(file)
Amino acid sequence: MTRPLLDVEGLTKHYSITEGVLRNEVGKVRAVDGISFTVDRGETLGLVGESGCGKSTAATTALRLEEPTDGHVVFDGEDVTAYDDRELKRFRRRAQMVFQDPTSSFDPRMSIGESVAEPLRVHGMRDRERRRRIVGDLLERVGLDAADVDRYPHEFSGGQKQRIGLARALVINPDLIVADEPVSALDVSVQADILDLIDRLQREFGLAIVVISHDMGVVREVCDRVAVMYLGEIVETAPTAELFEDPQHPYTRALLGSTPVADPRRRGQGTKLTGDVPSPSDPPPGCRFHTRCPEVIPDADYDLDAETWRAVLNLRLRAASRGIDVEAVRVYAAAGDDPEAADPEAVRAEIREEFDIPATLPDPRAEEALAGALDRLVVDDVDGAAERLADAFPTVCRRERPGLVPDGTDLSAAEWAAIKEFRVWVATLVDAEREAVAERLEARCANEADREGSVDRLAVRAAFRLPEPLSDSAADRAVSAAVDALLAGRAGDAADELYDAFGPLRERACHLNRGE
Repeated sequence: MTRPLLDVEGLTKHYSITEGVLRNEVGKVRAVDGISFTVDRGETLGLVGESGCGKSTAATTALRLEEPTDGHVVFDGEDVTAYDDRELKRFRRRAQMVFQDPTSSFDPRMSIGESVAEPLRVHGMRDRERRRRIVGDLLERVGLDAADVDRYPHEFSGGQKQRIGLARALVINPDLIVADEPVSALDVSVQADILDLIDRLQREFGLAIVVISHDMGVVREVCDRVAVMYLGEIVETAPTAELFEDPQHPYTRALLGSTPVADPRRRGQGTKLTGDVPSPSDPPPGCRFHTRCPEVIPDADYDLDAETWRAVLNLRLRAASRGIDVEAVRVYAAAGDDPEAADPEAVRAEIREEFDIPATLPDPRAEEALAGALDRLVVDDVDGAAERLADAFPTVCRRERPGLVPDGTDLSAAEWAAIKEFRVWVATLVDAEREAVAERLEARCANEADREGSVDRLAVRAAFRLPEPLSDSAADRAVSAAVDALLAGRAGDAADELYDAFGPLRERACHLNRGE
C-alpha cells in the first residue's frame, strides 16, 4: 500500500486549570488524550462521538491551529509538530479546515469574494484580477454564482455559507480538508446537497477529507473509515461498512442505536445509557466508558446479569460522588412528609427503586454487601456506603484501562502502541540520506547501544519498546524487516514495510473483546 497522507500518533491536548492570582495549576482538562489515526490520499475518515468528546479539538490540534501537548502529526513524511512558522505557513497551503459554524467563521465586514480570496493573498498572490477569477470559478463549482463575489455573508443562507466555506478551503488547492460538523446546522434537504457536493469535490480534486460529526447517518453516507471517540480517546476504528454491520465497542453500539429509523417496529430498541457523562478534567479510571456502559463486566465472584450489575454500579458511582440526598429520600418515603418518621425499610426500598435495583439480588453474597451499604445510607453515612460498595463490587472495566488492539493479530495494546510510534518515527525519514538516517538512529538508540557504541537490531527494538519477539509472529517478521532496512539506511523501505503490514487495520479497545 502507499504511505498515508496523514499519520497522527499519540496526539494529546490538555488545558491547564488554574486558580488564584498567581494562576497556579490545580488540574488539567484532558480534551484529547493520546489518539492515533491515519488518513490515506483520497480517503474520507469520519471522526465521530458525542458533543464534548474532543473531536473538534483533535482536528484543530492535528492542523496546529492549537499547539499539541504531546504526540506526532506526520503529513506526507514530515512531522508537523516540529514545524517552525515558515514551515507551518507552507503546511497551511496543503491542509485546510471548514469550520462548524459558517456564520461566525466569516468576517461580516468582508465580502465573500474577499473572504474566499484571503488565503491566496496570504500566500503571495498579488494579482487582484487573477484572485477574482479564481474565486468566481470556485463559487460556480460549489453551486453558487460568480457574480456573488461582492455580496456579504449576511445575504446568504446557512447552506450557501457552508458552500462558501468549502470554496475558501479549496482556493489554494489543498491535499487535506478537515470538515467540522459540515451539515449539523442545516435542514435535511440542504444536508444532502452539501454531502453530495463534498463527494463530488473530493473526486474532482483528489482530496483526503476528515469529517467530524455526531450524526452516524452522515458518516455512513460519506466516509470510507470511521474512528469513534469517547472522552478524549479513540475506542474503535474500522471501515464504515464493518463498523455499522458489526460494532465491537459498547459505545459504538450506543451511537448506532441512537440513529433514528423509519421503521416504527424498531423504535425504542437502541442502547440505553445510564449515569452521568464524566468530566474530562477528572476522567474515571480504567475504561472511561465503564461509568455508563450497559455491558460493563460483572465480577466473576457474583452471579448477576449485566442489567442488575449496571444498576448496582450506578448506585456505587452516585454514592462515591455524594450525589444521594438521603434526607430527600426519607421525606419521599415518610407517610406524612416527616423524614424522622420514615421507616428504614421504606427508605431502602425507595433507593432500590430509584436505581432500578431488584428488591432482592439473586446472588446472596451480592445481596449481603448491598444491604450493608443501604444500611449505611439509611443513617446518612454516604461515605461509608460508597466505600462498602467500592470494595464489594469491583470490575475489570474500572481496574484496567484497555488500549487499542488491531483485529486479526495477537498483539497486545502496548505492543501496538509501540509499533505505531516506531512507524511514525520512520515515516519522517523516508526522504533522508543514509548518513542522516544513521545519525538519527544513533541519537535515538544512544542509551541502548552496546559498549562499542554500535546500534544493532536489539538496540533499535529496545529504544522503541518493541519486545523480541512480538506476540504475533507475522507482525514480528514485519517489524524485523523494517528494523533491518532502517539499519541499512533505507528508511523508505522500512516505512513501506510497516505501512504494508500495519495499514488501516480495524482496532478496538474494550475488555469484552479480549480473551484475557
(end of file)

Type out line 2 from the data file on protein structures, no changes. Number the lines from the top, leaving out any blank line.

Repeated sequence: MTRPLLDVEGLTKHYSITEGVLRNEVGKVRAVDGISFTVDRGETLGLVGESGCGKSTAATTALRLEEPTDGHVVFDGEDVTAYDDRELKRFRRRAQMVFQDPTSSFDPRMSIGESVAEPLRVHGMRDRERRRRIVGDLLERVGLDAADVDRYPHEFSGGQKQRIGLARALVINPDLIVADEPVSALDVSVQADILDLIDRLQREFGLAIVVISHDMGVVREVCDRVAVMYLGEIVETAPTAELFEDPQHPYTRALLGSTPVADPRRRGQGTKLTGDVPSPSDPPPGCRFHTRCPEVIPDADYDLDAETWRAVLNLRLRAASRGIDVEAVRVYAAAGDDPEAADPEAVRAEIREEFDIPATLPDPRAEEALAGALDRLVVDDVDGAAERLADAFPTVCRRERPGLVPDGTDLSAAEWAAIKEFRVWVATLVDAEREAVAERLEARCANEADREGSVDRLAVRAAFRLPEPLSDSAADRAVSAAVDALLAGRAGDAADELYDAFGPLRERACHLNRGE